When it comes to dining out and bar-hopping, we all get into our ruts.
These are our go-to places. They require little effort. We know the menu, we know who will be working, we even probably know what we will eat and drink. These are the establishments we gravitate to after a long work day, hard hike or on a lazy weekend, when we don’t have the energy or enthusiasm to plow through Yelp reviews or risk being disappointed by an unknown chef or bartender.
One might assume that returning repeatedly to a handful of places is a byproduct of a lack of options in the Anchorage area, compared to other U.S. urban centers. Not so. Even friends in New York report the same phenomena, where they orbit to restaurants and bars within a few blocks of their apartments because it’s simple, convenient and a known quantity.
For me, my Anchorage roster of favorites is fairly set. I hit up Ginger when I want to get dolled up for fancier food and drinks. F Street is firmly on standby for dependable food in a casual environment. And when I want a cocktail, I gravitate to Pioneer Bar or neighborly Crossroads Lounge.
Note that the first three of these four places are all within a few blocks of each other downtown. And the latter, Crossroads, is just a few minutes from my house. Convenience, anyone?
I recently decided to mix it up. What were some places I had heard about – in some cases, for years – but never hit up? I even floated an informal poll on Facebook to ask folks to consider the same question: what area establishments had they always heard were wonderful but remarkably never been to?
Their responses came fast and furious. People admitted almost guiltily to never having indulged at some of the region’s finest restaurants, like Double Musky or Marx Bros. Cafe. Some ’fessed up to having forsaken regular lunch haunts like Taco King and Pho Lena.
At the top of my list: Tommy’s Burger Stop at Benson and Spenard boulevards.
To say Tommy’s is an iconic institution on the Anchorage food scene is an understatement. Since moving here 15 years ago, I have heard nothing but glowing feedback.
So, determined to climb out of my food rut, I recently hit up Tommy’s on a weekday, braving the lunch-hour. I have a soft spot for diners, having worked in the Portland, Ore.-area Mike’s Drive-In for years.
Upon immediate arrival, Tommy’s did not disappoint nostalgic, small-town-diner expectations. Its structure is quirky, bright and somewhat cobbled together. Inside, the interior is busy, colorful and cramped. The tiny space was packed, with happy diners shoulder-to-shoulder in four-top booths. The air smelled deliciously of sirloin and fries. From the counter, I could see the modest grill loaded with sizzling patties and bubbling fried eggs.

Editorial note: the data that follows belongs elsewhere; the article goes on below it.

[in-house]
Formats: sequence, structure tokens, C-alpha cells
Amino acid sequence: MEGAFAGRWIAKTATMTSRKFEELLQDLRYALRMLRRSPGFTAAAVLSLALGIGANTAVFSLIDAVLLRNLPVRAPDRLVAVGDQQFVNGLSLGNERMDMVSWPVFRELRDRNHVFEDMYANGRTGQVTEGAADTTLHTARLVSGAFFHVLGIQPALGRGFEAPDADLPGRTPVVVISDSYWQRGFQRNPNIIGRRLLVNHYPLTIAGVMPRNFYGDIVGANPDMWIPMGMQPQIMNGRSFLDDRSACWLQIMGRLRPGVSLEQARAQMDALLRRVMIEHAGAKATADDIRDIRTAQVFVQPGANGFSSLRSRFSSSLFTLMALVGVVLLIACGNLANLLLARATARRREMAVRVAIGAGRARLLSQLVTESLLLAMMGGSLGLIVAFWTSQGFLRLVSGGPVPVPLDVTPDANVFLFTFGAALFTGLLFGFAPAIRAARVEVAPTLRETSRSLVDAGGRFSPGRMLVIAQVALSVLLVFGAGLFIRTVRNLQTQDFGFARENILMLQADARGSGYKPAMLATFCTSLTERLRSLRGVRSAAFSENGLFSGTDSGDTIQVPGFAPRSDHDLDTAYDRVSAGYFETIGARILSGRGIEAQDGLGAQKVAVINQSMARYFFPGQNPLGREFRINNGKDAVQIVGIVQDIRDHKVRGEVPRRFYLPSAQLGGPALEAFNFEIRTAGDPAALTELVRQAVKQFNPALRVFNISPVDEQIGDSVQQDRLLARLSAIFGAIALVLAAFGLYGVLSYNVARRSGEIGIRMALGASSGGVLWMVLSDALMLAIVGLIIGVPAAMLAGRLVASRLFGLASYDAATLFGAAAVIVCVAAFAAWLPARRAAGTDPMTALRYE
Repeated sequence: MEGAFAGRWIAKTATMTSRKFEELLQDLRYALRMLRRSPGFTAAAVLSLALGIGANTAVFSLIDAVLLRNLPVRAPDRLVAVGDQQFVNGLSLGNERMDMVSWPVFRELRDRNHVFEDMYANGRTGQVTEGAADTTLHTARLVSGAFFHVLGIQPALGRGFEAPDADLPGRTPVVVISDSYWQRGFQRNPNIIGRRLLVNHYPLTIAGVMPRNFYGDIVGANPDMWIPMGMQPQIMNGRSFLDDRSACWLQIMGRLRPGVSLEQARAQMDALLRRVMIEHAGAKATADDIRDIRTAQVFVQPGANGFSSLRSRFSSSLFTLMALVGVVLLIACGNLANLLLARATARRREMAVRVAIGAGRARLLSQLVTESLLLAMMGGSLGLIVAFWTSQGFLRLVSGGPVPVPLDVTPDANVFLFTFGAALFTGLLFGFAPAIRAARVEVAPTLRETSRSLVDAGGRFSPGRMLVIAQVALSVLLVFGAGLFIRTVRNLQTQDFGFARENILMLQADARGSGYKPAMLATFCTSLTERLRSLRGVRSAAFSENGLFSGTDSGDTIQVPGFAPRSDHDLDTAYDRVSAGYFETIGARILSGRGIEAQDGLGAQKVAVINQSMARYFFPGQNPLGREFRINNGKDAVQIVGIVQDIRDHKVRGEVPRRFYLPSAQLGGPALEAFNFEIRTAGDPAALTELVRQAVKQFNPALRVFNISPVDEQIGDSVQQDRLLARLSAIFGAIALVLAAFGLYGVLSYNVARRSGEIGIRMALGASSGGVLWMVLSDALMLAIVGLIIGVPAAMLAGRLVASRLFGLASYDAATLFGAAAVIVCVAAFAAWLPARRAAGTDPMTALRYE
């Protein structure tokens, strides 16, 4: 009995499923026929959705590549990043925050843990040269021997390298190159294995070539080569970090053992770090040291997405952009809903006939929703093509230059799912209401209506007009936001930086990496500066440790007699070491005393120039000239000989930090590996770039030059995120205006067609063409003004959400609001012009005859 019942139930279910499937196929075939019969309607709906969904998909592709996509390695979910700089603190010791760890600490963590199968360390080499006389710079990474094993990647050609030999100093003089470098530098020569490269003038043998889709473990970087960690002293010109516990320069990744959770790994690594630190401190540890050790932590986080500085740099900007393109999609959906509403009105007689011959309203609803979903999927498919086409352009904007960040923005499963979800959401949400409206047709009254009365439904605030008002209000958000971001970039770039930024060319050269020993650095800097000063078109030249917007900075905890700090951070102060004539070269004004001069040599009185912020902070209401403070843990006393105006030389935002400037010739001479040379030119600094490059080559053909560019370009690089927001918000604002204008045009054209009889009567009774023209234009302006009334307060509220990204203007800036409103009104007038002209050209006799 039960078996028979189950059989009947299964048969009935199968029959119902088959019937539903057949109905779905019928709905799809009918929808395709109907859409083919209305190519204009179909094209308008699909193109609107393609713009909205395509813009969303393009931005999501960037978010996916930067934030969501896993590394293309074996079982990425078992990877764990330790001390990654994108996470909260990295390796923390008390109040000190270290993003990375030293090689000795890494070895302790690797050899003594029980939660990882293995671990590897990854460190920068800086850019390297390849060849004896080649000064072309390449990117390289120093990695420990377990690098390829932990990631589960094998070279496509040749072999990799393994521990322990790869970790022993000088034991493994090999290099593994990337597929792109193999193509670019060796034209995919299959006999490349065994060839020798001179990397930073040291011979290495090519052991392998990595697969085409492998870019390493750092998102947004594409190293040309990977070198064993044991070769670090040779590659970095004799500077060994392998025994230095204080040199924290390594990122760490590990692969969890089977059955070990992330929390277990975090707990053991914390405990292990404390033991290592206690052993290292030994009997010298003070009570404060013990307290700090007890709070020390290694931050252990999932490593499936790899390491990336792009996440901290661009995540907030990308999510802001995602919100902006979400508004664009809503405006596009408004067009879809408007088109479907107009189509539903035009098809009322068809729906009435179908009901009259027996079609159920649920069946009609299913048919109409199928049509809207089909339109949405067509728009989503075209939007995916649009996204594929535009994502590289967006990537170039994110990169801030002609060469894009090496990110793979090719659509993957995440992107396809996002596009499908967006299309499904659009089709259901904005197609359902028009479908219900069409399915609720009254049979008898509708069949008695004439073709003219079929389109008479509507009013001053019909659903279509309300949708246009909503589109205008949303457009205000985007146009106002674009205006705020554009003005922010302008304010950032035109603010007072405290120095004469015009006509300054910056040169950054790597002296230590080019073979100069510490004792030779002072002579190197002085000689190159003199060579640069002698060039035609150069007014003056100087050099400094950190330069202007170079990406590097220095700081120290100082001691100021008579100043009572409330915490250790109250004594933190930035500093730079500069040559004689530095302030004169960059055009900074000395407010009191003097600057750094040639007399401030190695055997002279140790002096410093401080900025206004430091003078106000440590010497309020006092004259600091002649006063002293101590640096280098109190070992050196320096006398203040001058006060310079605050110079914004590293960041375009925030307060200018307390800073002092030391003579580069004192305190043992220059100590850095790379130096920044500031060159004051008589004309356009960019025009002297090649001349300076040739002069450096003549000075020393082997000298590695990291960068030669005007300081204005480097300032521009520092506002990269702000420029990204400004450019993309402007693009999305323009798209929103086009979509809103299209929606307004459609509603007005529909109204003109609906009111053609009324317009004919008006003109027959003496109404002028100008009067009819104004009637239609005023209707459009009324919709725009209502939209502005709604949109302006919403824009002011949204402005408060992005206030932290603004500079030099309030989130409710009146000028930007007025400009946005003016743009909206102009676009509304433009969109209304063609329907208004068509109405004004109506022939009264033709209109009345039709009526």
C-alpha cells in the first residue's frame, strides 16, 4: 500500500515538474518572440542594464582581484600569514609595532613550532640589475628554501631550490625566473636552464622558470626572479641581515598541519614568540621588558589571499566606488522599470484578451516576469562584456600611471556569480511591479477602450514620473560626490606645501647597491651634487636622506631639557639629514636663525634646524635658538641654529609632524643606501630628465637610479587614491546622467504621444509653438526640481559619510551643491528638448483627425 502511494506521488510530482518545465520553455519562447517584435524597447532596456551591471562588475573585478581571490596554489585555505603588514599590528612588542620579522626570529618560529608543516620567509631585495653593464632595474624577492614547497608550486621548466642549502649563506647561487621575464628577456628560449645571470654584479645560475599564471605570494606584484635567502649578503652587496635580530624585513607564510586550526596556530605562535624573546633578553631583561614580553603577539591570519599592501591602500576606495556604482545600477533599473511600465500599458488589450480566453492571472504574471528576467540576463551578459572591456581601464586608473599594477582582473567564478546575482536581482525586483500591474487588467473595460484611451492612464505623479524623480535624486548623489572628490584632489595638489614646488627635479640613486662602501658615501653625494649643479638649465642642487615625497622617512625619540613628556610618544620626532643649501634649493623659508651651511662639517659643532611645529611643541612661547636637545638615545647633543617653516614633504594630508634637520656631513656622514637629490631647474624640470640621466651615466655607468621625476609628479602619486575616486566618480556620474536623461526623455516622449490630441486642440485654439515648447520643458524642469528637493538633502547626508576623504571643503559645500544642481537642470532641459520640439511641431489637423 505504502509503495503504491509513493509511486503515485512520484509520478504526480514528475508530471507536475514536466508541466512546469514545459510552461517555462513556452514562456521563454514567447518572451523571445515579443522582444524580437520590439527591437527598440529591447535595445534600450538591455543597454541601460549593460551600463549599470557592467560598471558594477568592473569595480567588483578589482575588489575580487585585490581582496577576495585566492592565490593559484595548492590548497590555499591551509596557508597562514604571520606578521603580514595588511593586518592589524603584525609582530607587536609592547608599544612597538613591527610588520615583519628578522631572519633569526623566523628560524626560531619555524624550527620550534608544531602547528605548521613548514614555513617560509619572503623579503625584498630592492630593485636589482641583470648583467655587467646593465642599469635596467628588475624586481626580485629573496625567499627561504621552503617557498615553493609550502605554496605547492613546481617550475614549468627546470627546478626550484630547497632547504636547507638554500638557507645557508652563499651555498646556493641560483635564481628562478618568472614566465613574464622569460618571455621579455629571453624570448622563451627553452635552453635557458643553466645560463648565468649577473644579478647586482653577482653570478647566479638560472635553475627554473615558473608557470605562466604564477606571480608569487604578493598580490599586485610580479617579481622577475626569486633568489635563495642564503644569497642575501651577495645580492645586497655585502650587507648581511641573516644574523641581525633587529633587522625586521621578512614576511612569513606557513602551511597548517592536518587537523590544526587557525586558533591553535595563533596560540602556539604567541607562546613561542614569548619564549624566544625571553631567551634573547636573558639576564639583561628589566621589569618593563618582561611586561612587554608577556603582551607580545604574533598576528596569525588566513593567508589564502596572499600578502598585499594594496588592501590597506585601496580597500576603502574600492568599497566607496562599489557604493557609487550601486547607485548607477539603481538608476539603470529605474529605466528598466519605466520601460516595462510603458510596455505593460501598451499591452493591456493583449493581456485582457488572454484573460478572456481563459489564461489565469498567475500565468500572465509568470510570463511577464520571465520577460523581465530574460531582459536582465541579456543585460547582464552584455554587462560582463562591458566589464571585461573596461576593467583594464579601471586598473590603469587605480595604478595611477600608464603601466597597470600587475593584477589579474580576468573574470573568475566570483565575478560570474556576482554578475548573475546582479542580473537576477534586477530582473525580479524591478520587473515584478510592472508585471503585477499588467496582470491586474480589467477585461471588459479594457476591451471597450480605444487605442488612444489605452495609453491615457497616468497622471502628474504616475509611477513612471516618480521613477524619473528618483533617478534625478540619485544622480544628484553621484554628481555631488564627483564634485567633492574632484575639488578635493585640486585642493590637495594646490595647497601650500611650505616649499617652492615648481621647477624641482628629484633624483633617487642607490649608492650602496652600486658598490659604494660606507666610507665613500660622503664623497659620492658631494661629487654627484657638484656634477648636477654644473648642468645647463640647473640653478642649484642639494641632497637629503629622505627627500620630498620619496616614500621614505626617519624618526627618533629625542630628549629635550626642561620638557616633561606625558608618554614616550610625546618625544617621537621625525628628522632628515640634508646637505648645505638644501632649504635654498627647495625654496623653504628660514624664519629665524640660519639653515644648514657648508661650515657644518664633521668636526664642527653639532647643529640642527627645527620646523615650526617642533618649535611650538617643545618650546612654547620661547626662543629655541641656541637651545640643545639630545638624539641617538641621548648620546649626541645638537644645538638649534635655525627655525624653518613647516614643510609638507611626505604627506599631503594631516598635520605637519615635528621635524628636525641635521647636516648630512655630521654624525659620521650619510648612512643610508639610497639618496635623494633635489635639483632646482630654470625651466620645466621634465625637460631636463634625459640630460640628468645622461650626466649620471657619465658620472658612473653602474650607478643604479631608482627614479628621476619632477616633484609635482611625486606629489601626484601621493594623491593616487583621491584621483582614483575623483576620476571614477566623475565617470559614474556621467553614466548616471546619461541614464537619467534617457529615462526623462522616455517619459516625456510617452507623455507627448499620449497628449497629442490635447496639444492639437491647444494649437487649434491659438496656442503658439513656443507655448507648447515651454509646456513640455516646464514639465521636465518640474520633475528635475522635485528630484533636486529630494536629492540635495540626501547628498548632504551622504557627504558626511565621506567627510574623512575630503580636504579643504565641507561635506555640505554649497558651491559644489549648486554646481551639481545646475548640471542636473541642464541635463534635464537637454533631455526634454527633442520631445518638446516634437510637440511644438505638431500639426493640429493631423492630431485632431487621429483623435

The young woman who took my order exuded the Spenard-cool vibe, with her teal hair and nose ring and chunky jewelry. She was extremely helpful in informing me that one could order the smaller 3.5-ounce patty on any of the restaurant’s specialty burgers. The menu is vast. Tommy’s offers plenty of versions of its burgers, plus garden burger options, Philly cheese steaks, po’ boys and the usual diner side dishes like onion rings and fries.
Facing a 20-minute wait, I retreated to the entryway, a smaller room with a chest freezer, its walls covered with license plates, framed rave restaurant reviews, and plaque upon plaque celebrating Tommy’s fan-favorite status over the years.
Soon I was on my way. I ate my burger in my car outside, admiring the perfectly toasted bun before diving in. I carefully kept the juicy sirloin, creamy chunks of avocado, buttery mushrooms and gooey Swiss cheese from dripping onto my lap, while reflecting with each bite on how Tommy’s lives up to the hype.
I also thought about how much time I had wasted (15 years!) by not coming to Tommy’s sooner.
What’s your Tommy’s? What restaurant or bar have you always wanted to try but haven’t, due to laziness or lethargy? I challenge you to get out of your rut in the coming months and see what you’re missing out there in our dining and drinking community. Time’s a’wasting.